Psychiatric symptoms among postpartum women in an urban hospital setting

Ivan L. Hand, Lawrence Noble, Amanda North, Mae Hee Kim, Jing J. Yoon

Research output: Contribution to journalArticlepeer-review

4 Scopus citations


The object of this study was to evaluate postpartum women for psychiatric symptomatology including cognitive disturbances, anxiety, depression, and anger to better meet their needs for support and involve them in the care of their infants. We interviewed 52 postpartum mothers at the Bronx Lebanon Hospital Center within 5 days of delivery and determined the presence of psychiatric symptoms using the 29-item Psychiatric Symptom Index. Despite the fact that adult mothers were happier they were pregnant (71.4% versus 29.4%; p = 0.010) and less likely to be worried about their baby's health (25.7% versus 52.9%; p = 0.003), adult mothers demonstrated higher depressive symptomatology (p = 0.009), higher amounts of anger (p = 0.004), and greater overall psychiatric symptomatology (p = 0.005) than adolescent mothers. Mothers whose infants were in the neonatal intensive care unit did not report significantly higher psychiatric symptomatology than mothers whose infants were healthy. Physicians need to be aware of the high levels of depression and anger present among postpartum women so appropriate support can be given.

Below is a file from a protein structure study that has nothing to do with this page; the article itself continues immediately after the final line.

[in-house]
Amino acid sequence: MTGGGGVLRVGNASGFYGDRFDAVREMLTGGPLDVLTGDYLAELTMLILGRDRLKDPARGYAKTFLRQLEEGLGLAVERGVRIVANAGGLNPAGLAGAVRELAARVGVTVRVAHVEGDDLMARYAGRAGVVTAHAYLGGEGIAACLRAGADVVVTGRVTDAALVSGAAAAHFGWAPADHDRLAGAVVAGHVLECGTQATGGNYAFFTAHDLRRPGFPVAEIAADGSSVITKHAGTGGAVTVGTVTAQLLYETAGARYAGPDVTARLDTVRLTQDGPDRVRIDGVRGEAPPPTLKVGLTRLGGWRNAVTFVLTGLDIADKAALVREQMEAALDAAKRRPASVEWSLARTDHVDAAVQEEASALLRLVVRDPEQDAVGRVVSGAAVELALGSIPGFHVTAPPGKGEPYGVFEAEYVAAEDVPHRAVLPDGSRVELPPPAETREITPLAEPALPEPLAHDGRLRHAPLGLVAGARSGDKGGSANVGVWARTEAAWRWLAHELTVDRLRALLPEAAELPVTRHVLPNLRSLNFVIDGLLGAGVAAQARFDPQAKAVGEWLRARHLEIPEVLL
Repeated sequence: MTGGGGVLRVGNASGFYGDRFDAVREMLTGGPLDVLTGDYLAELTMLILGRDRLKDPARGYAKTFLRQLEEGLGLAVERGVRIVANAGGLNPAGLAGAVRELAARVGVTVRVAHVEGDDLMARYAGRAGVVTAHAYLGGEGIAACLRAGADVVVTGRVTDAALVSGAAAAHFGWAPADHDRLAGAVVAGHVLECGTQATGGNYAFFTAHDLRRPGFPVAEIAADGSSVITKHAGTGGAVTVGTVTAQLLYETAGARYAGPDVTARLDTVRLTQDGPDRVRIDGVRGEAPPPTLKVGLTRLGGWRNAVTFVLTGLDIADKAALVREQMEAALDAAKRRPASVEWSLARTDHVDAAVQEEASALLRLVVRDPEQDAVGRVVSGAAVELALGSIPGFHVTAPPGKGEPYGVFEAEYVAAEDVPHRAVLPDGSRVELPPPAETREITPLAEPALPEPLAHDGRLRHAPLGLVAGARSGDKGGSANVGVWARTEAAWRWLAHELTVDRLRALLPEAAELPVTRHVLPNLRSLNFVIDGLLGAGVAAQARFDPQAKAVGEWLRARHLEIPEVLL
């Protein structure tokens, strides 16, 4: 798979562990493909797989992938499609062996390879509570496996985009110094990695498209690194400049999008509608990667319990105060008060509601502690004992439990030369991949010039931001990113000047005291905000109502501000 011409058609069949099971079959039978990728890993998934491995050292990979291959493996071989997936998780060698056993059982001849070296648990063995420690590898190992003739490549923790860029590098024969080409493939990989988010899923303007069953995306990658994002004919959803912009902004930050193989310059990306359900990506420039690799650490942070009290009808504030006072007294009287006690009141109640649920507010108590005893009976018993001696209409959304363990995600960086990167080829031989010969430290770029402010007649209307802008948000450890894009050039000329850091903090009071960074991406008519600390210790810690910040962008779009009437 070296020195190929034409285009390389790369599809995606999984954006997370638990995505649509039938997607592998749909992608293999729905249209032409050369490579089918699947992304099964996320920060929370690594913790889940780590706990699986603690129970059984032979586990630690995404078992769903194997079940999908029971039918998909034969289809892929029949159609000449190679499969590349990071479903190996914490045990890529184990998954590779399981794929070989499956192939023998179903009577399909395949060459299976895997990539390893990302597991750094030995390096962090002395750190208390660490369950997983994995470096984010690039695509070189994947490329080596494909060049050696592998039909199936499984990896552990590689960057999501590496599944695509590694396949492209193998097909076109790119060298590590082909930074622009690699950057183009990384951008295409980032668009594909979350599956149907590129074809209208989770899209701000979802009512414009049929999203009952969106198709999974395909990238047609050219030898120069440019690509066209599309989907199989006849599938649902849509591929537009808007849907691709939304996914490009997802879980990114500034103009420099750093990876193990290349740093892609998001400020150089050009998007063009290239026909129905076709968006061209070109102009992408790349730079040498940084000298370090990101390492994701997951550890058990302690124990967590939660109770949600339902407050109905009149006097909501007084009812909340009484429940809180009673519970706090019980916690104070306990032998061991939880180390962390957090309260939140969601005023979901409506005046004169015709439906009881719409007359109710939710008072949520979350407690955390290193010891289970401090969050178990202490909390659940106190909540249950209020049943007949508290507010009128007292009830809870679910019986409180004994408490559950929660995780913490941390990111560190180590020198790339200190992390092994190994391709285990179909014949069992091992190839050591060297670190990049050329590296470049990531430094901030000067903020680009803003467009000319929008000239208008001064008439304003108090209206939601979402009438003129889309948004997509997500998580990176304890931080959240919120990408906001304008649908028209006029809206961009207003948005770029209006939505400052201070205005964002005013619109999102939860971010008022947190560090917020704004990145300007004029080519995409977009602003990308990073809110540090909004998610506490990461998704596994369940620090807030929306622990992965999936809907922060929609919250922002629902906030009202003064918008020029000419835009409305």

Original languageEnglish (US)
Pages (from-to)329-334
Number of pages6
JournalAmerican Journal of Perinatology
Issue number6
StatePublished - Aug 2006


  • Adolescent
  • Depression
  • Mothers
  • Postpartum
  • Urban

ASJC Scopus subject areas

  • Pediatrics, Perinatology, and Child Health
  • Obstetrics and Gynecology


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